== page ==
An aqueous passivation solution is then prepared from the salts of water soluable metals, preferably alkali metals, with non-aggressive oxyanions. The non-aggressive oxyanion may be a sulfate, phosphate, mono-hydrogen phosphate, di-hydrogen phosphate, borate, and the like. The salt concentration of these passivation solutions may vary within a wide range, with the preferred concentration range being from about 0.05 equivalents per liter to about 0.25 equivalents per liter. The preparation of such solutions is well known to those of ordinary skill in chemistry and does not require any special skills or precautions, which are often necessary in the preparation of nitric acid passivation solutions.
The natural pH value of the solutions as set by the dissolution of the particular salts is preferred. However, the pH may also be adjusted by the corresponding acid, if desirable. Furthermore, the passivation solution may be oxygenated, e.g. by bubbling with purified air or oxygen, to improve the passivation processes.
After the passivating solution is prepared, the metallic implant is immersed in the solution, which is then preferably heated to a temperature is 20° C. to about 50° C. The preferred temperature is 37° C. (human body temperature). While temperatures greater than 50° C. can be employed, the greater the temperature, the faster is the passivation rate, resulting in a less uniform passive layer.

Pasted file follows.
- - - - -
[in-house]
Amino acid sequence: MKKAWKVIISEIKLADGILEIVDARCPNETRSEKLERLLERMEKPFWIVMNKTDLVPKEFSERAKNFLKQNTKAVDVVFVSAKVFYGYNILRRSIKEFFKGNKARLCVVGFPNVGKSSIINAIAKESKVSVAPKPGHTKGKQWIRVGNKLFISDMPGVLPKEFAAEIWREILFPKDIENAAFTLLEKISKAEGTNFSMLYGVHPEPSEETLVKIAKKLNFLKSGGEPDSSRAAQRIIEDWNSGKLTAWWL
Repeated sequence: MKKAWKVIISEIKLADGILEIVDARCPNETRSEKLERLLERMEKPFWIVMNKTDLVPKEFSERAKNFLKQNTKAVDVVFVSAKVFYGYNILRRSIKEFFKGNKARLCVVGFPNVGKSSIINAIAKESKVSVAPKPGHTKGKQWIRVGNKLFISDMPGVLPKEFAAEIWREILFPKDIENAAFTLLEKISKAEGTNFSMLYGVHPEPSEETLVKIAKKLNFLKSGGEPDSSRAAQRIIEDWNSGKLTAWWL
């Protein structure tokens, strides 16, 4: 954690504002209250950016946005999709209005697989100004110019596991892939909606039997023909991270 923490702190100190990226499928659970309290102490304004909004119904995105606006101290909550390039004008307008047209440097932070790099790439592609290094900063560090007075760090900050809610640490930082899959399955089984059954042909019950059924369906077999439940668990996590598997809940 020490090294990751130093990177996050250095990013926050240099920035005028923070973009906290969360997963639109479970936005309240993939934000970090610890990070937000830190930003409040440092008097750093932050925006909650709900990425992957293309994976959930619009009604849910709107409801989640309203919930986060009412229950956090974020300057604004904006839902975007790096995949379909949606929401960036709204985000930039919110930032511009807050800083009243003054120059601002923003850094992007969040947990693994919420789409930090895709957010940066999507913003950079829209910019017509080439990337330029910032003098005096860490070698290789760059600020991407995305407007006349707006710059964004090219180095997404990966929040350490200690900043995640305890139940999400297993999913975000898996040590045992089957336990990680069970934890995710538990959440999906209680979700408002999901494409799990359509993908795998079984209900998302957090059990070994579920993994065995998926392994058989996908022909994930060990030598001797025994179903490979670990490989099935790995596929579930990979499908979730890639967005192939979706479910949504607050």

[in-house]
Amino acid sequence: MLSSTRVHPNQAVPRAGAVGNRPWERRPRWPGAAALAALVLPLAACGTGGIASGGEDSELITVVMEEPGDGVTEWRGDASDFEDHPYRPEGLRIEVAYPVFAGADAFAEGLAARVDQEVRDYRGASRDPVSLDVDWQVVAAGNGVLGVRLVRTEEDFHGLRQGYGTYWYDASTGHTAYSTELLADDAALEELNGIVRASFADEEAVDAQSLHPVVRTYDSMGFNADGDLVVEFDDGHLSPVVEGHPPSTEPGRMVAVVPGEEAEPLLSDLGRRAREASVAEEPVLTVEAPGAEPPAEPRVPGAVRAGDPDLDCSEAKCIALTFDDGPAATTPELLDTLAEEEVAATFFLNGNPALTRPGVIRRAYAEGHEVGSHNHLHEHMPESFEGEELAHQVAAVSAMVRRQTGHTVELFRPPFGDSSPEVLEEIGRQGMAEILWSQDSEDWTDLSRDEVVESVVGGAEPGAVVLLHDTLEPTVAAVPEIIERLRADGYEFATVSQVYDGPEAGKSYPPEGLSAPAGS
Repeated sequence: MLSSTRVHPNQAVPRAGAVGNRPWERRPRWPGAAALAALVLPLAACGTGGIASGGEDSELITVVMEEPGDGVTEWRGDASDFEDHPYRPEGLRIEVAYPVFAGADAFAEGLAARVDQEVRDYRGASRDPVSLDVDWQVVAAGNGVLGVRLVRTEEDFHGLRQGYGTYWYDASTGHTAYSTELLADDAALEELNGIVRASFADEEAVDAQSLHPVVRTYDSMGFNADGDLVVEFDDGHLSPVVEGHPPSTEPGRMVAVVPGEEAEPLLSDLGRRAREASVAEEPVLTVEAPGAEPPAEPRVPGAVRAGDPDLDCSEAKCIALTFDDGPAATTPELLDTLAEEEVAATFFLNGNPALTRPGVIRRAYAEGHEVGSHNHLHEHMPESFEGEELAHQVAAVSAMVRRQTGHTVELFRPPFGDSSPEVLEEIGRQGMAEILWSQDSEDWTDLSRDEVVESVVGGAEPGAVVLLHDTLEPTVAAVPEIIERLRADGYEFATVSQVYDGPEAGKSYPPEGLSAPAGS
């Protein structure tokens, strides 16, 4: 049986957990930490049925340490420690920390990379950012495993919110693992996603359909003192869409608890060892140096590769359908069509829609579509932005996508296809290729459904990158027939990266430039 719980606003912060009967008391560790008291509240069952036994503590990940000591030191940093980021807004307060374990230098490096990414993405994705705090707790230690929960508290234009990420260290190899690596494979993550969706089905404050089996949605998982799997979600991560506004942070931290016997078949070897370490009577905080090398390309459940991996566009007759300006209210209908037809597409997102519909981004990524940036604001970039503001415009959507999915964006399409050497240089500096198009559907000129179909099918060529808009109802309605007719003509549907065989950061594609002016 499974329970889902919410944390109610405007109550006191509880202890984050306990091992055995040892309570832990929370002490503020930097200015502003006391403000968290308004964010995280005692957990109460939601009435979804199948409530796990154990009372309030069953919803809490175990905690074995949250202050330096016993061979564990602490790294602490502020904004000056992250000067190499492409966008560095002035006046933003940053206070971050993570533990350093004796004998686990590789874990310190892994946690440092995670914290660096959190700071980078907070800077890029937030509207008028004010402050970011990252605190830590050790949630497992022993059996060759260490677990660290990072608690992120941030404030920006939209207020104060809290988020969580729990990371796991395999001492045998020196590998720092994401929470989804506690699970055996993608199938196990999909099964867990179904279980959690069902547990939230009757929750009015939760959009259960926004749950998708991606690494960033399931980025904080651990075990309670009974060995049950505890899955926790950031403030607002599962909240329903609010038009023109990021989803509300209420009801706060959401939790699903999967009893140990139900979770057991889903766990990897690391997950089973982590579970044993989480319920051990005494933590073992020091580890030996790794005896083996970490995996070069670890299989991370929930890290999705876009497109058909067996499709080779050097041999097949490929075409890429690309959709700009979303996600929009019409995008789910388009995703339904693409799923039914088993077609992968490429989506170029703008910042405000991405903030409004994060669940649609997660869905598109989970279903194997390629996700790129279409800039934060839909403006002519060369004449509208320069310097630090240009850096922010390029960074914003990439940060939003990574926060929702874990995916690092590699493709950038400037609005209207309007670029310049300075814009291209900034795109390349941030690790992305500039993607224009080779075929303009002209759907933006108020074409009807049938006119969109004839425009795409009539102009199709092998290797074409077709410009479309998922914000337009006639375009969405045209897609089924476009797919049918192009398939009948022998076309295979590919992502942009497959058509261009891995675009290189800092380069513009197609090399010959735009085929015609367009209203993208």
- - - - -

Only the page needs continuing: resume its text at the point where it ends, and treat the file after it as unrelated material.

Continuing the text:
Depending upon the initial surface activity, spontaneous passivation may require that the metallic implant remain in the solution from about 2 hours to about 36 hours, depending upon the solution temperature. The preferred time during which the implant typically remains in the passivating solution, in order for spontaneous passivation to occur, is about 24 hours when the temperature is about 35°-40° C.
During the passivation process, a thin oxide/hydroxide film spontaneously forms on the metallic surface of the implant. The maximum film thickness that results is about 10 nm; however, the usual resulting thickness is from about 1 to about 8 nm, with the preferred passivating film layer thickness being 2-3 nm. The thinner film surface is preferred because it is usually more uniform and therefore provides better protection for the alloy surface. After a time sufficient to form the oxide/hydroxide film, the metallic implant is removed from the passivating solution, water rinsed, and dried.